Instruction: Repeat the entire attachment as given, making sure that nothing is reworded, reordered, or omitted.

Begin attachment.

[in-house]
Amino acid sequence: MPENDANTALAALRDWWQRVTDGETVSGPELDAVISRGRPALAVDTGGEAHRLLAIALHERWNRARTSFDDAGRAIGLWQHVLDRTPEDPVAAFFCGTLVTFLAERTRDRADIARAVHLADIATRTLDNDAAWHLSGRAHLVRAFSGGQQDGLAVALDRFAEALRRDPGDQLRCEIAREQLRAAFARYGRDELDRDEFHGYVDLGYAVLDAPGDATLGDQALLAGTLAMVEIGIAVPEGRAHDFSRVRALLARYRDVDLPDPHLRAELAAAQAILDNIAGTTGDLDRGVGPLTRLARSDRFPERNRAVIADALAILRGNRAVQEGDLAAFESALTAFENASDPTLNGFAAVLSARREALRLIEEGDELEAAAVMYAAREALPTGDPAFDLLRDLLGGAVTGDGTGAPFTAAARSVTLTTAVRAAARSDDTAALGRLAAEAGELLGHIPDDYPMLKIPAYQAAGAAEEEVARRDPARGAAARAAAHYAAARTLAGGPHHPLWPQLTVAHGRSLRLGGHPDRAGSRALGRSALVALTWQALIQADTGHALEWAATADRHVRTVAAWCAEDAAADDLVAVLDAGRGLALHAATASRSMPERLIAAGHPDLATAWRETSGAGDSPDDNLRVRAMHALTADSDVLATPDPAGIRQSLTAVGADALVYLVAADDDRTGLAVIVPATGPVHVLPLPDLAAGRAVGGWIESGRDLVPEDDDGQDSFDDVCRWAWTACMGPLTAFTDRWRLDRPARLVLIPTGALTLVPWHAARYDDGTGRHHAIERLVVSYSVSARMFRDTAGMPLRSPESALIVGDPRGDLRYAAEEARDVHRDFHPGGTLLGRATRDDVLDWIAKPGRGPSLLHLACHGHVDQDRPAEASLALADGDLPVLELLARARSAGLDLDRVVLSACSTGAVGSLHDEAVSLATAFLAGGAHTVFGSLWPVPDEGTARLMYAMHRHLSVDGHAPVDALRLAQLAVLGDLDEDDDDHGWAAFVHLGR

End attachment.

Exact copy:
[in-house]
Amino acid sequence: MPENDANTALAALRDWWQRVTDGETVSGPELDAVISRGRPALAVDTGGEAHRLLAIALHERWNRARTSFDDAGRAIGLWQHVLDRTPEDPVAAFFCGTLVTFLAERTRDRADIARAVHLADIATRTLDNDAAWHLSGRAHLVRAFSGGQQDGLAVALDRFAEALRRDPGDQLRCEIAREQLRAAFARYGRDELDRDEFHGYVDLGYAVLDAPGDATLGDQALLAGTLAMVEIGIAVPEGRAHDFSRVRALLARYRDVDLPDPHLRAELAAAQAILDNIAGTTGDLDRGVGPLTRLARSDRFPERNRAVIADALAILRGNRAVQEGDLAAFESALTAFENASDPTLNGFAAVLSARREALRLIEEGDELEAAAVMYAAREALPTGDPAFDLLRDLLGGAVTGDGTGAPFTAAARSVTLTTAVRAAARSDDTAALGRLAAEAGELLGHIPDDYPMLKIPAYQAAGAAEEEVARRDPARGAAARAAAHYAAARTLAGGPHHPLWPQLTVAHGRSLRLGGHPDRAGSRALGRSALVALTWQALIQADTGHALEWAATADRHVRTVAAWCAEDAAADDLVAVLDAGRGLALHAATASRSMPERLIAAGHPDLATAWRETSGAGDSPDDNLRVRAMHALTADSDVLATPDPAGIRQSLTAVGADALVYLVAADDDRTGLAVIVPATGPVHVLPLPDLAAGRAVGGWIESGRDLVPEDDDGQDSFDDVCRWAWTACMGPLTAFTDRWRLDRPARLVLIPTGALTLVPWHAARYDDGTGRHHAIERLVVSYSVSARMFRDTAGMPLRSPESALIVGDPRGDLRYAAEEARDVHRDFHPGGTLLGRATRDDVLDWIAKPGRGPSLLHLACHGHVDQDRPAEASLALADGDLPVLELLARARSAGLDLDRVVLSACSTGAVGSLHDEAVSLATAFLAGGAHTVFGSLWPVPDEGTARLMYAMHRHLSVDGHAPVDALRLAQLAVLGDLDEDDDDHGWAAFVHLGR